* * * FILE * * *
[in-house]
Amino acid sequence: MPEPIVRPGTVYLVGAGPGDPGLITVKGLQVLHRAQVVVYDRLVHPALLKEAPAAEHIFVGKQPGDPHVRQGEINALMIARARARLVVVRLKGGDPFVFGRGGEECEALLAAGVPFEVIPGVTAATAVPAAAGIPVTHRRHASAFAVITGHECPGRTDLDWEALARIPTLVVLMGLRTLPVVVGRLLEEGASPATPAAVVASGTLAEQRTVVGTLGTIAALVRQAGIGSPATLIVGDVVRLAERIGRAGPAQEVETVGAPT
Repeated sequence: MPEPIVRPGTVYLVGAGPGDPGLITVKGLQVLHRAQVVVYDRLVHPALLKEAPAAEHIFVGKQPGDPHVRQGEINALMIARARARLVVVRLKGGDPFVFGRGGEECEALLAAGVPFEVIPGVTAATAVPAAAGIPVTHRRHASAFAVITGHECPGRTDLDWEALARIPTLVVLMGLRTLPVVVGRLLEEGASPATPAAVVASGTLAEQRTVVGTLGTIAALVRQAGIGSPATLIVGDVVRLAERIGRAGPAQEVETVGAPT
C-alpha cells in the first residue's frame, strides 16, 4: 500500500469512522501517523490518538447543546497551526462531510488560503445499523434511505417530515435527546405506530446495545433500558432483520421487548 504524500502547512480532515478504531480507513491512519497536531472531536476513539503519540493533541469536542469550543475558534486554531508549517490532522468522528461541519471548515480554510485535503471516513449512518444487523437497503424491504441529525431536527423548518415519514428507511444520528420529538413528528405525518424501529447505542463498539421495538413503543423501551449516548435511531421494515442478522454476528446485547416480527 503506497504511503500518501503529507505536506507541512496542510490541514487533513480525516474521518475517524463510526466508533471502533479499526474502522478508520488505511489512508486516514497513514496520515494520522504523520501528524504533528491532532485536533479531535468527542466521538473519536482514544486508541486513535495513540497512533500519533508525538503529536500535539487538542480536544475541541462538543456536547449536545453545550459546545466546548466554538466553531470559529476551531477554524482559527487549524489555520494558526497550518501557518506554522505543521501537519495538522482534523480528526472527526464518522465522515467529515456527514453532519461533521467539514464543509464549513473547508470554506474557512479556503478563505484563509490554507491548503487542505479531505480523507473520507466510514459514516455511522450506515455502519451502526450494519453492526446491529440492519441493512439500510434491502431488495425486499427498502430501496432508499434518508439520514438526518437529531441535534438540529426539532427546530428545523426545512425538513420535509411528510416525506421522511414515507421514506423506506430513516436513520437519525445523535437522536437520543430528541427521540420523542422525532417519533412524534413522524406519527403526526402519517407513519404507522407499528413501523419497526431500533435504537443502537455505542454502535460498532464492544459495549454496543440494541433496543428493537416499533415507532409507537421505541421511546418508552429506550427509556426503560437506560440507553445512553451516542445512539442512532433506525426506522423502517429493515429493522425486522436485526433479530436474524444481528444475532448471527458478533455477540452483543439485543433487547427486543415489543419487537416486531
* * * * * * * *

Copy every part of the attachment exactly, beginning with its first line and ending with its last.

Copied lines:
[in-house]
Amino acid sequence: MPEPIVRPGTVYLVGAGPGDPGLITVKGLQVLHRAQVVVYDRLVHPALLKEAPAAEHIFVGKQPGDPHVRQGEINALMIARARARLVVVRLKGGDPFVFGRGGEECEALLAAGVPFEVIPGVTAATAVPAAAGIPVTHRRHASAFAVITGHECPGRTDLDWEALARIPTLVVLMGLRTLPVVVGRLLEEGASPATPAAVVASGTLAEQRTVVGTLGTIAALVRQAGIGSPATLIVGDVVRLAERIGRAGPAQEVETVGAPT
Repeated sequence: MPEPIVRPGTVYLVGAGPGDPGLITVKGLQVLHRAQVVVYDRLVHPALLKEAPAAEHIFVGKQPGDPHVRQGEINALMIARARARLVVVRLKGGDPFVFGRGGEECEALLAAGVPFEVIPGVTAATAVPAAAGIPVTHRRHASAFAVITGHECPGRTDLDWEALARIPTLVVLMGLRTLPVVVGRLLEEGASPATPAAVVASGTLAEQRTVVGTLGTIAALVRQAGIGSPATLIVGDVVRLAERIGRAGPAQEVETVGAPT
C-alpha cells in the first residue's frame, strides 16, 4: 500500500469512522501517523490518538447543546497551526462531510488560503445499523434511505417530515435527546405506530446495545433500558432483520421487548 504524500502547512480532515478504531480507513491512519497536531472531536476513539503519540493533541469536542469550543475558534486554531508549517490532522468522528461541519471548515480554510485535503471516513449512518444487523437497503424491504441529525431536527423548518415519514428507511444520528420529538413528528405525518424501529447505542463498539421495538413503543423501551449516548435511531421494515442478522454476528446485547416480527 503506497504511503500518501503529507505536506507541512496542510490541514487533513480525516474521518475517524463510526466508533471502533479499526474502522478508520488505511489512508486516514497513514496520515494520522504523520501528524504533528491532532485536533479531535468527542466521538473519536482514544486508541486513535495513540497512533500519533508525538503529536500535539487538542480536544475541541462538543456536547449536545453545550459546545466546548466554538466553531470559529476551531477554524482559527487549524489555520494558526497550518501557518506554522505543521501537519495538522482534523480528526472527526464518522465522515467529515456527514453532519461533521467539514464543509464549513473547508470554506474557512479556503478563505484563509490554507491548503487542505479531505480523507473520507466510514459514516455511522450506515455502519451502526450494519453492526446491529440492519441493512439500510434491502431488495425486499427498502430501496432508499434518508439520514438526518437529531441535534438540529426539532427546530428545523426545512425538513420535509411528510416525506421522511414515507421514506423506506430513516436513520437519525445523535437522536437520543430528541427521540420523542422525532417519533412524534413522524406519527403526526402519517407513519404507522407499528413501523419497526431500533435504537443502537455505542454502535460498532464492544459495549454496543440494541433496543428493537416499533415507532409507537421505541421511546418508552429506550427509556426503560437506560440507553445512553451516542445512539442512532433506525426506522423502517429493515429493522425486522436485526433479530436474524444481528444475532448471527458478533455477540452483543439485543433487547427486543415489543419487537416486531